Using MRI preoperatively, the study group saw a particularly dramatic improvement in women with dense breast tissue, who pose a challenge to conventional x-ray mammography. In these women, 7% who had an MRI before surgery underwent re-excision procedures, compared with 26% who did not have an MRI.
In addition, the rate of positive margins -- or tissue around a lesion's borders that is positive for malignancy after surgery -- went from 53% in women with dense breasts who did not have an MRI before surgery to 17% in those who did.
Performing MRI exams on patients with newly diagnosed breast cancer before surgery is controversial for surgeons, according to Dr. Liane Philpotts, lead author of the study.
MRI has been shown to define the extent of disease better than mammography or ultrasound, and to detect additional cancers in both the ipsilateral and contralateral breasts in many patients. However, there has been little clinical evidence of MRI's ability to decrease recurrences or improve mortality; in addition, preoperative MRI can complicate and delay treatment, which has led to divergent practices in using the technique at breast care facilities, she said.
"Surgeons have mixed beliefs about the use of MRI preoperatively [with newly diagnosed breast cancer]," Philpotts told AuntMinnie.com. "MRI does have its issues -- it's expensive and the potential for false positives is high. But we do find a lot of other cancers [when we use MRI], and the rates of re-excision and positive margins are reduced."
For the study, Philpotts and colleagues examined the value of preoperative breast MRI in patients for whom conservative therapy was planned by comparing positive margins and re-excision rates between those patients who underwent MRI and those who did not. Philpotts presented the study findings at the RSNA 2011 meeting.
The study included data gleaned from Yale's breast imaging database and from medical records for the period of February 2010 through February 2011; there were 158 cases of breast cancer, with women undergoing needle localization and lumpectomy for newly diagnosed breast cancer. Philpotts' team broke out the data as follows:
- Cancer type, as determined by pathology report
- Invasive ductal (20%)
- Invasive lobular (6%)
- Invasive ductal + ductal carcinoma in situ (DCIS) (42%)
- DCIS alone (28%)
- Patient age (grouped by decade)
- Breast density
- Predominantly fatty (7%)
- Scattered fibroglandular (51%)
- Heterogeneously dense (39%)
- Extremely dense (3%)
- Whether the surgeon used preoperative MRI
- Positive margins
- Additional surgery (including re-excisions and mastectomy)
All MRI scans were performed with a 3-tesla magnet (Magnetom Verio, Siemens Healthcare), a dedicated breast coil (Sentinelle, Hologic), and the contrast agent gadopentetate dimeglumine (Magnevist, Bayer HealthCare Pharmaceuticals). Women who received preoperative MRI were compared with those who did not for the categories listed above; 96 women (61%) had preoperative MRI and 62 (39%) did not.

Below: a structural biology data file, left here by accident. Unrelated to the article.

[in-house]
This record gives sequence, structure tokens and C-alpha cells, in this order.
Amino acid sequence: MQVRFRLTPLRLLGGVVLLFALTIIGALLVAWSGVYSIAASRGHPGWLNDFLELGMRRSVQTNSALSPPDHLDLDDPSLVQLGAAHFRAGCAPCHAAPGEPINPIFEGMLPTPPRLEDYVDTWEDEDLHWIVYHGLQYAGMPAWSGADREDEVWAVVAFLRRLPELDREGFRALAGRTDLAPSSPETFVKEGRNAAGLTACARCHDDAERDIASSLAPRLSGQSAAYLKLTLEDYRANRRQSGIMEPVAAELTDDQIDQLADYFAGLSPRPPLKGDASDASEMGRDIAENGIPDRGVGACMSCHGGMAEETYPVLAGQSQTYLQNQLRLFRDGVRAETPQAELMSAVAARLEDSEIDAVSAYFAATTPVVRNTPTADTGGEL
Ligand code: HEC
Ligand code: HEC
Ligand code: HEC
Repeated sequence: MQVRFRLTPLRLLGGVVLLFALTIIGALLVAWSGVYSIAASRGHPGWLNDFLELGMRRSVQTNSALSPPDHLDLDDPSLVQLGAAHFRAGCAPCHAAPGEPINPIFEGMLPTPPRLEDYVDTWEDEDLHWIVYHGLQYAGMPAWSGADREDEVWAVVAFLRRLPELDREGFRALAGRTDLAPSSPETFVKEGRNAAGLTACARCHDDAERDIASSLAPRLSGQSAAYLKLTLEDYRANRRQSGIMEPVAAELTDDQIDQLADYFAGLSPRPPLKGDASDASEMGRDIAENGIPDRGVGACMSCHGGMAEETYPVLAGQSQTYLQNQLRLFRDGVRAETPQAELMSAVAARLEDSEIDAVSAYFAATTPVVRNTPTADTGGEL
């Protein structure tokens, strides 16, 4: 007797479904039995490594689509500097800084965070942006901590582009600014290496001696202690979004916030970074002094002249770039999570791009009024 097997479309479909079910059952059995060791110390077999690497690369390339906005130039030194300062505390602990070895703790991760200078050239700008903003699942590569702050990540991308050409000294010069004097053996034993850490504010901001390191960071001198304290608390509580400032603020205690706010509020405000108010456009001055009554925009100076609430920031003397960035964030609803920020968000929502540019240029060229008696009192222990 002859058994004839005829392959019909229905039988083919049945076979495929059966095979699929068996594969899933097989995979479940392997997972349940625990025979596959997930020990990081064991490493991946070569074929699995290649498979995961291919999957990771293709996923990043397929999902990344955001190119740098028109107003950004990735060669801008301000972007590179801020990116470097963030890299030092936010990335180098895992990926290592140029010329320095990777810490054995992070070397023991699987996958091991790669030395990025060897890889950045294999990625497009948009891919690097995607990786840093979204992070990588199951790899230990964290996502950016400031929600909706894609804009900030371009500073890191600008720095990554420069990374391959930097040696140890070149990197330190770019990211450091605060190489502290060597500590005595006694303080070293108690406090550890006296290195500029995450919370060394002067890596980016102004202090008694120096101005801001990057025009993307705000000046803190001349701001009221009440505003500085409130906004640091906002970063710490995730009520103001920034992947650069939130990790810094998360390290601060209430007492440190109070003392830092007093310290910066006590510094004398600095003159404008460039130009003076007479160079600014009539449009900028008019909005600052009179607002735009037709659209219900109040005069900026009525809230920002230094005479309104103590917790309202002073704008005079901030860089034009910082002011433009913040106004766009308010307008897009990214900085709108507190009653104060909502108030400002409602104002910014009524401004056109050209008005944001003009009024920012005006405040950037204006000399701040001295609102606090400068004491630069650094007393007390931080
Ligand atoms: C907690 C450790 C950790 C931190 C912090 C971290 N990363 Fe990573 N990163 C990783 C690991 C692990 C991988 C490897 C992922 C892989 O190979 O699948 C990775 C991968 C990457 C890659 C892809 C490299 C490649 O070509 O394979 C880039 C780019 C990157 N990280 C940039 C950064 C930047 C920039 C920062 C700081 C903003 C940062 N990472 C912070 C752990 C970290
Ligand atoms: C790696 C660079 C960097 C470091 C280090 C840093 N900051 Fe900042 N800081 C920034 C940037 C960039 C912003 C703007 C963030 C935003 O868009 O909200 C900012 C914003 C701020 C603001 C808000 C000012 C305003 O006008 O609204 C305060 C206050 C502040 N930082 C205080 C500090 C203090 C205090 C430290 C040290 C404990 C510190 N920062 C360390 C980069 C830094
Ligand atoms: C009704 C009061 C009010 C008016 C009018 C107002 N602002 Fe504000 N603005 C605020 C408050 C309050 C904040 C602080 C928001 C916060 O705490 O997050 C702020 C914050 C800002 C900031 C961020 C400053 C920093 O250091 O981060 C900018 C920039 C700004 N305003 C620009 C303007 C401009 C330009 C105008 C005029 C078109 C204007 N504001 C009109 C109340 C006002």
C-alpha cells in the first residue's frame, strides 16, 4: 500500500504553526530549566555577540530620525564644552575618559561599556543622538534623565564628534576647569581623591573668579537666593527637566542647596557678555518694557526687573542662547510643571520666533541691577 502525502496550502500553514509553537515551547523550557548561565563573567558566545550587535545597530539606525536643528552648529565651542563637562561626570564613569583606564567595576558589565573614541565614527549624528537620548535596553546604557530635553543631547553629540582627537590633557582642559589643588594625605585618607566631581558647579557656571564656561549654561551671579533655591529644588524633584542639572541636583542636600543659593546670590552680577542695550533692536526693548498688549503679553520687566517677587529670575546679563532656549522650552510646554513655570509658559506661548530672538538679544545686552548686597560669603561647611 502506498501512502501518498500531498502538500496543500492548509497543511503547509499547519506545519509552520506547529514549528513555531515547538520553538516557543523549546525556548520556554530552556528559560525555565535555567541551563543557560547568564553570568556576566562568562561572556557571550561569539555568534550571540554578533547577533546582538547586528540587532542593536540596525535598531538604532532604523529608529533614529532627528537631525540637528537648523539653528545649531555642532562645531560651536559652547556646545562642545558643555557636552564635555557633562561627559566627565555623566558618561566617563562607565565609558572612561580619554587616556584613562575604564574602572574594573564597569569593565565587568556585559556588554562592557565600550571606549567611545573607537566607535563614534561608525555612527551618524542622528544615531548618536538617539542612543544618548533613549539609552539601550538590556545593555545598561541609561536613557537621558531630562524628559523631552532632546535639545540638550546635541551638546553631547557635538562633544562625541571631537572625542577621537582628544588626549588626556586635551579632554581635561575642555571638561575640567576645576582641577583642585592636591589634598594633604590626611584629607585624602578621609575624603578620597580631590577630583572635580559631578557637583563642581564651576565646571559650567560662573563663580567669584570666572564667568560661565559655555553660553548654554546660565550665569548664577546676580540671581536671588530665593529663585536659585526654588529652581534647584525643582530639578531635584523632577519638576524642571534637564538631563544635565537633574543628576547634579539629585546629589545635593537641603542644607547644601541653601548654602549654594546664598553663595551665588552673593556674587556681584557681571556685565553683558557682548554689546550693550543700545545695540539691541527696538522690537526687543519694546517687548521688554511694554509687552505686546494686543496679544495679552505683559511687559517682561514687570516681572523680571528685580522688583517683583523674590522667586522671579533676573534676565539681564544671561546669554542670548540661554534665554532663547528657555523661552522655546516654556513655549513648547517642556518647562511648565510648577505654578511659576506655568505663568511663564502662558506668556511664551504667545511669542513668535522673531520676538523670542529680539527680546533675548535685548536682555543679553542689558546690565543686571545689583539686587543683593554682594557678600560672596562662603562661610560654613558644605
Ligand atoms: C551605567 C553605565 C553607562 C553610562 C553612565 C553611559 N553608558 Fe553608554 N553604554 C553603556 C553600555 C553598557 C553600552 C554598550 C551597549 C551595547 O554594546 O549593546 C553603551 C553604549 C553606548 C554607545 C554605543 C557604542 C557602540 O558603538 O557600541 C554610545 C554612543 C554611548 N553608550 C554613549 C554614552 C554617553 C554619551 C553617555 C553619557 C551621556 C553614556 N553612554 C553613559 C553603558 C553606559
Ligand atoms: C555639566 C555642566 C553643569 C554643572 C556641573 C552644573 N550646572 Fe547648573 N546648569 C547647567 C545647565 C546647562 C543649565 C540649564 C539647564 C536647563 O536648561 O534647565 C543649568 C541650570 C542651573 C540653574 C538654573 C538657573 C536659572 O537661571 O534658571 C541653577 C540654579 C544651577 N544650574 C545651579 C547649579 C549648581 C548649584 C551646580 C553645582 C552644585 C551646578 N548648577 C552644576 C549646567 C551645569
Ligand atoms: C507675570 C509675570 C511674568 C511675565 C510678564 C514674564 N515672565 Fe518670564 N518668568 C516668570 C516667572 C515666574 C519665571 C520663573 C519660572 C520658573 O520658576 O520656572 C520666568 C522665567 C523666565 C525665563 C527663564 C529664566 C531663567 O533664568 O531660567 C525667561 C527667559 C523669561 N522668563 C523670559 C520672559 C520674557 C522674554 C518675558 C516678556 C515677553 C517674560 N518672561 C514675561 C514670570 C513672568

Preoperative MRI improved the overall rate of positive margins: 13% of the women who had the exam before treatment had positive margins, compared with 17% of the women who did not have preoperative MRI. It also halved the percentage of women overall who had a re-excision procedure performed, with 9% of those who had pre-op MRI undergoing re-excision and 18% of those who did not returning for more surgery, Philpotts reported.
The procedure improved re-excision and positive margin rates in women with heterogeneously dense tissue, in particular, Philpotts said. Of this group, 17% who had an MRI before surgery had positive margins afterward, whereas 53% of women who did not have an MRI had positive margins. In addition, 7% of women with dense breast tissue who had an MRI before surgery underwent re-excision procedures, compared with 26% who did not have an MRI.
The use of MRI before surgery in women newly diagnosed with invasive ductal carcinoma with DCIS reduced positive margin rates as well: 10% of these women had positive margins postprocedure, compared with 31% of women with this particular cancer who did not have pre-op MRI.
Finally, preoperative MRI halved positive margin rates in younger women, from 60% in those between the ages of 39 and 49 who did not have pre-op MRI to 30% in women in this age group who did.
Consistent with these data, the study showed that the surgeon with the lowest utilization of preoperative MRI (i.e., no use) had the highest positive margin rate (64%), whereas the most frequent user (88% use) had a positive margin rate of 15%, according to Philpotts.
"The use of preoperative MRI in selected patients is associated with a statistically significant improved surgical outcome in terms of fewer positive margin rates and re-excisions," she said. "When conservative treatment [such as lumpectomy] is planned, the use of preoperative MRI [among women with heterogeneously dense tissue, those with invasive carcinoma with DCIS, and younger women] should be considered."